Recreational Weed Is Finally Legal— So What Does That Mean?

Recreational cannabis got the green light in California Tuesday night with the approval of Prop. 64, the Adult Use Marijuana Act (AUMA). For the firs time in history cannabis is legal—both medical and recreational—under California state law. But that doesn’t mean you should waltz down the street, bong-in-hand, taking cloudy rips in plain sight.

Measures MM and MA

For one thing, it’s still illegal to smoke in public, unfortunately. As of Nov. 9th, however, smoking in the comfort of your own home is legal for everyone over the age of 21—even those without a doctors note. Vapes, on-the-other-hand, can be smoked in general smoking areas (and at home), but nowhere else. Don’t expect to purchase recreational pot any time soon, though. At least not until January 1st, 2018, any way.

AUMA also immediately makes possessing and transporting up to an ounce of weed legal for anyone now, too. Oh, and you can start growing up to six plants in your home (but there are no recreational dispensaries yet, so if you don’t have a medical license it might be difficult to procure seeds and/or baby plants.). Up until yesterday these laws only applied to medical marijuana patients. Now they apply to everyone.

The last immediate impact of Prop 64 allows people in prison for non-violent marijuana offenses to apply for sentence reduction or parole. This, according to David Dinenberg, the CEO of Los Angeles-based software company KIND Financial, is the aspect that makes AUMA instantly commendable. “What I am the proudest of in regards to Prop 64, is the fact that it deals with Justice reform,” he says. “The only other state with recreational marijuana that has had a complete thought on [social justice reform] is Oregon.”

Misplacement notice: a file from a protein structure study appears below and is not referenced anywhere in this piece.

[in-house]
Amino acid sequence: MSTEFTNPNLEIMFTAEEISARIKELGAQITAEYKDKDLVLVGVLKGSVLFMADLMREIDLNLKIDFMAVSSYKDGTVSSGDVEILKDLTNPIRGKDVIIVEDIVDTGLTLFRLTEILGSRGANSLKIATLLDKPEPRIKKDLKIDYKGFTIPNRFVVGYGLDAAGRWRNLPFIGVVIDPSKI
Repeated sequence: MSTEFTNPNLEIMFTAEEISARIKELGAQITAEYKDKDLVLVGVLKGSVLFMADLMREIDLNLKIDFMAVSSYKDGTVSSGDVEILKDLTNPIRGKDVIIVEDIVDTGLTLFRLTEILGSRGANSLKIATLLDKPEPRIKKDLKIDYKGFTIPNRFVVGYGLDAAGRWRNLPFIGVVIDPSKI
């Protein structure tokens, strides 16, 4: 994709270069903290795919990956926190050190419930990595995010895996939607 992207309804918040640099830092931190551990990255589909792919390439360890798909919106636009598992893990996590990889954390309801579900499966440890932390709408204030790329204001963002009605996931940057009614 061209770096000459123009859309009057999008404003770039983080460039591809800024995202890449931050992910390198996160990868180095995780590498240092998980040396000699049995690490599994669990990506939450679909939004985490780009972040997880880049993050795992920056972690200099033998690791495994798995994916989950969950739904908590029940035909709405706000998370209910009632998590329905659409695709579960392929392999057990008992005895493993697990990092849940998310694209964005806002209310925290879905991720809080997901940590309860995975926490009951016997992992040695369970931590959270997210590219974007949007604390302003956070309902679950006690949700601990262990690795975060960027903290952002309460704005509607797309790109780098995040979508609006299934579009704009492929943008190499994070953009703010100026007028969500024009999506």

But AUMA only permits state licensed businesses to sell recreational pot, and the state has until Jan. 1st, 2018 to begin issuing sales licenses to retailers. What the state will be doing between now and then is weeding through a laundry list of regulations, and applications from people and businesses all over California. And because every city is allowed to put their own rules in place, it makes it a bit more complicated for the state. In other words, recreational storefronts won’t be around for a while. Until then, sadly, there’s no way for people to purchase cannabis for adult use consumption. So don’t kick your weed dealer to the curb just yet because you’ll need ‘em for at least another 18 months.

Although the approval of Prop. 64 had stoners across our Golden State sparking-up in celebration Tuesday night, not everyone is happy about California making the recreational jump. Chief Ken Corney, president of the California Police Chiefs Association, made it known that he and his group are upset about the vote. “We, of course, are disappointed that the self-serving moneyed interests behind this marijuana business plan prevailed at the cost of public health, safety, and the well-being of communities,” he said. “We will take a thorough look at the flaws in Proposition 64 that will negatively impact public health and safety, such as the initiative’s substandard advertising restrictions and lack of prosecutorial tools for driving under the influence of marijuana, and begin to develop legislative solutions.”

It’ll be interesting to see how Orange County reacts to the recreational side of the cannabis industry, considering the majority of OC cities have banned marijuana outright. Regardless, the approval of Prop. 64 is a major milestone for the cannabis industry. “This is not just a liberal movement anymore,” says Dinenberg. “This is a true industry coming forward.”

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